“A few days ago I came across your blog for the first time and I have been reading birth stories and blog posts almost nonstop since then. I am mother to a gorgeous three year old girl born at home and to a baby boy who passed away at 39 weeks of pregnancy. I am now 24 weeks pregnant with our third child, a scary time! My second birth story is quite different from my first for obvious reasons. Would you welcome a birth story where someone has to give birth to a stillborn? Or maybe a birth story about the baby being born after that? I guess I am just trying to break the huge taboo that is the death of a child. No one wants to know or hear about it. And then all of a sudden it happens to you and you don’t know what’s going on.”
This emailed made me stop. It made me think that this woman’s birth story is just as important as all the other stories I publish on here if not more important. So here is Thomas’s beautiful story of his arrival into this world. It may be upsetting to read and there are two photos included. Thomas’s mother wanted these to share the story. As always full consent has been gained to publish this.
‘I wake up on Monday morning thinking the baby in my tummy is awfully quiet. I poke and prod a little but get no response. I start to panic a bit but tell myself I am overreacting and being a typical worried mum-to-be. But the feeling that something is off won’t go away. Thinking back I can’t seem to remember when I last felt our little boy move. Was it last night in bed? On the sofa? Yesterday afternoon? Morning? And all of a sudden I can’t remember anymore.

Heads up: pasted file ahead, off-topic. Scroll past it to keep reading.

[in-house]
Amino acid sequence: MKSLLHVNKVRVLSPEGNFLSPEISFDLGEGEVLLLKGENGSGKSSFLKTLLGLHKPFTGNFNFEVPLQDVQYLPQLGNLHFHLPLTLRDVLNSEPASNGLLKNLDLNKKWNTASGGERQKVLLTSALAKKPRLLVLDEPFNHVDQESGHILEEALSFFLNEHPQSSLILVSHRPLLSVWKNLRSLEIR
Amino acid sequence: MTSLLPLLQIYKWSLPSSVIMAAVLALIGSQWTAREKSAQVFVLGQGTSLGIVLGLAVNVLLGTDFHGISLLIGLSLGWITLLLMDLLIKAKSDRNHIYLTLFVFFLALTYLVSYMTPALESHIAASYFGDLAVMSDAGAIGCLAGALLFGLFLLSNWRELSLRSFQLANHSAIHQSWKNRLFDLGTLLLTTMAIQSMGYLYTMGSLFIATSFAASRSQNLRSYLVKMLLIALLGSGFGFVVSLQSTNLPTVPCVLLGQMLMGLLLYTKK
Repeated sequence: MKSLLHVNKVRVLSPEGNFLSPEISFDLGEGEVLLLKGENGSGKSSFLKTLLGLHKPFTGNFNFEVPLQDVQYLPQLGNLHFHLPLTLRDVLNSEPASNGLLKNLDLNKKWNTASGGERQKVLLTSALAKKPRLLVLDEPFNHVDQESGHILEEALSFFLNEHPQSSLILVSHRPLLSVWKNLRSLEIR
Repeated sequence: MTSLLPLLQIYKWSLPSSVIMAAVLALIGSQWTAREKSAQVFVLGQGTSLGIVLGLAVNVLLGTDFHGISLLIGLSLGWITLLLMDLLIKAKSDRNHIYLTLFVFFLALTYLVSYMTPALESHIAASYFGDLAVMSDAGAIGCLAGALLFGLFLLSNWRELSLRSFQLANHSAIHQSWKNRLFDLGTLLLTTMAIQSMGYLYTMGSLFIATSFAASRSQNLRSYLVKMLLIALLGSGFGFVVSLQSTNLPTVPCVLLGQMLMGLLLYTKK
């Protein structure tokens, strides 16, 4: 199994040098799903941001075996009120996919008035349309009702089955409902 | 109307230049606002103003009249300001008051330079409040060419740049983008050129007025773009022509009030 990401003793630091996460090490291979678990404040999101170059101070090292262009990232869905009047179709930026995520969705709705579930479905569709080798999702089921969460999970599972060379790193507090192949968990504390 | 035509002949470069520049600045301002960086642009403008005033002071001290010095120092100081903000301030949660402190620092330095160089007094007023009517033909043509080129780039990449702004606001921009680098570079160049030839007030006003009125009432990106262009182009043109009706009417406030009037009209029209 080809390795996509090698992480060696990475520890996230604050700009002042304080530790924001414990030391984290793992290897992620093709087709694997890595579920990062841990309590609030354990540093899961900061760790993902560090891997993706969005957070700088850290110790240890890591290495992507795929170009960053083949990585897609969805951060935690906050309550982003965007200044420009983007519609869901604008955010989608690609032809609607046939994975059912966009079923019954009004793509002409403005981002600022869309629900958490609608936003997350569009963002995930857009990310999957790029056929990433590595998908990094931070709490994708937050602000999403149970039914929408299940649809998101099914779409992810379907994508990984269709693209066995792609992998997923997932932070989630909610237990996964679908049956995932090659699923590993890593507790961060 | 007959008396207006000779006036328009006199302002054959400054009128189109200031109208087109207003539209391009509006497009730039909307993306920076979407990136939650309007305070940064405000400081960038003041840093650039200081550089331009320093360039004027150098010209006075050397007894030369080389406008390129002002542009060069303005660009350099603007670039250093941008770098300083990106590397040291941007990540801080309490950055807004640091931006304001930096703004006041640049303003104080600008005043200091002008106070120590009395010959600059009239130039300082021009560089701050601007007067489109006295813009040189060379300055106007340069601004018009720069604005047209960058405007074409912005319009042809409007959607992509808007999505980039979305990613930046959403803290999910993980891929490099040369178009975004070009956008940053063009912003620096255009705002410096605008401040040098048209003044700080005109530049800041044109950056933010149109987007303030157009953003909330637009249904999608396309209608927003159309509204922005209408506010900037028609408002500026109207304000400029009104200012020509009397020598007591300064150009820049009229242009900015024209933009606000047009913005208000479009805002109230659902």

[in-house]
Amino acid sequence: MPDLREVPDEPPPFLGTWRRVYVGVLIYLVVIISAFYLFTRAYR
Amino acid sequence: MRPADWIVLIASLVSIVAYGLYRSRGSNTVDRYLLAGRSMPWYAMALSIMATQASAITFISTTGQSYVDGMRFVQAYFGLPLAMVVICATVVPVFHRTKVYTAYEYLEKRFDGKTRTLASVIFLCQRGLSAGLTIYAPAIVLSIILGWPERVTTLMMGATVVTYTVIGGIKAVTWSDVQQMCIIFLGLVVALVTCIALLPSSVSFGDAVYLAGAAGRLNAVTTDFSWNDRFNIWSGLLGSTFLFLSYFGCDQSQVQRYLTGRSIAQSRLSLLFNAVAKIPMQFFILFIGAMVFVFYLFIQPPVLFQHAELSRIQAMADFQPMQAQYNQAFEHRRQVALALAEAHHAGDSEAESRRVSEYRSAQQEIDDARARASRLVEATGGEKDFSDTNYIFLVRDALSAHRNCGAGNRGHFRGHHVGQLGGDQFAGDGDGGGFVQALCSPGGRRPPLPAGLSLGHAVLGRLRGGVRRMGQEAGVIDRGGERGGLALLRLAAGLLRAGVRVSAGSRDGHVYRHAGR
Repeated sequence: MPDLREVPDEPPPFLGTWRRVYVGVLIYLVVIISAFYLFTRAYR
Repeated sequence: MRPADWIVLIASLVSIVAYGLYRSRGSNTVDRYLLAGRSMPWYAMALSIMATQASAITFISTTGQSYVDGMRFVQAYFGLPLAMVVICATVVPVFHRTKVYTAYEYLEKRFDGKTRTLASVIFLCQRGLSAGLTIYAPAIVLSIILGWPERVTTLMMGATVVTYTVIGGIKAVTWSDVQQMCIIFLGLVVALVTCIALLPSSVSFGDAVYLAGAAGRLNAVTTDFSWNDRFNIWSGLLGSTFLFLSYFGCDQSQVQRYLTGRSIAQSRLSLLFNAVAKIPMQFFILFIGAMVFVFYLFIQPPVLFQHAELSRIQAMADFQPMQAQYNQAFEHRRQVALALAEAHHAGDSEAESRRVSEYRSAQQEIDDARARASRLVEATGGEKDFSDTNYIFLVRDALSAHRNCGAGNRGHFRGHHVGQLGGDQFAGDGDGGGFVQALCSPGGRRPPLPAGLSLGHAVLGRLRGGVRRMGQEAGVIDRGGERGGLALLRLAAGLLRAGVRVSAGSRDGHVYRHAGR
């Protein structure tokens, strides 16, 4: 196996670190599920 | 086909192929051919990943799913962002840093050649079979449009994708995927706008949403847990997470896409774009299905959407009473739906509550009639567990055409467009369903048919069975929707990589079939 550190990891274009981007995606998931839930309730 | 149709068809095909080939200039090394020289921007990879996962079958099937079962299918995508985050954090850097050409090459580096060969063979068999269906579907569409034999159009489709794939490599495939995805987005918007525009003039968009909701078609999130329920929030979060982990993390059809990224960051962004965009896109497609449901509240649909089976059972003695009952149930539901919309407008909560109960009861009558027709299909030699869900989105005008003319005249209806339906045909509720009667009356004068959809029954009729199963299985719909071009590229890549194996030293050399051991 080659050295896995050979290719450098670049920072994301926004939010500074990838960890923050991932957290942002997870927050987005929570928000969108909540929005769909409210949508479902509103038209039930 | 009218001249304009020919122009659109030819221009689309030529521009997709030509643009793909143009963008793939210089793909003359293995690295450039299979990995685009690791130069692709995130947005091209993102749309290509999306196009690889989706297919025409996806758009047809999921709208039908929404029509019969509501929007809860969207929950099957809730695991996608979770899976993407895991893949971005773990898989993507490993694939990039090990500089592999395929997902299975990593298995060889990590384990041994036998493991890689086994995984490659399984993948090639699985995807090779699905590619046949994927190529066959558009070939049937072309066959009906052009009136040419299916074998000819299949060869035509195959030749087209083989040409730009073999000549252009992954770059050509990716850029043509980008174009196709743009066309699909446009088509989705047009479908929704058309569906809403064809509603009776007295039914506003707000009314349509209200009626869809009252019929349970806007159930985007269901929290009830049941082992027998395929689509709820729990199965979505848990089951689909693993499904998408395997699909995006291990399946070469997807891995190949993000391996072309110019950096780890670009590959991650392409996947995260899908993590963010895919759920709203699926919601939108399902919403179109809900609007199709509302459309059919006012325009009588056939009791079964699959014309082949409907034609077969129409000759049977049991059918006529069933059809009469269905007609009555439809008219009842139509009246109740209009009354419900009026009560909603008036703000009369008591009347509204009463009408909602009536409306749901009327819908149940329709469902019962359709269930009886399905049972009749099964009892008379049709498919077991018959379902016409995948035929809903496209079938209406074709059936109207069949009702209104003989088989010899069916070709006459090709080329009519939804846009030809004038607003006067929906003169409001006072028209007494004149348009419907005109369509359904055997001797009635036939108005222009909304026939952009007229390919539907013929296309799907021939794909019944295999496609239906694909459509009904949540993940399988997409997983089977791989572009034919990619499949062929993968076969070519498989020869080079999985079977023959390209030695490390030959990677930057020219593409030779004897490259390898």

We call our midwife and are told to come in for an extra check. We don’t have to wait and are able to walk in immediately. I lie down and she does the scan. We can’t see the monitor but our midwife is very quiet. When I tell her she is making me worried, she replies saying she is worried too. She tells us she can’t see a heartbeat. She tries the Doppler but this also remains quiet. 
We are numb. We don’t even cry. Our midwife can’t officially tell us that our baby boy is dead but she leaves us in no doubt. We are sent to the hospital to be checked by a doctor. She confirms what we already know, our son is no longer alive.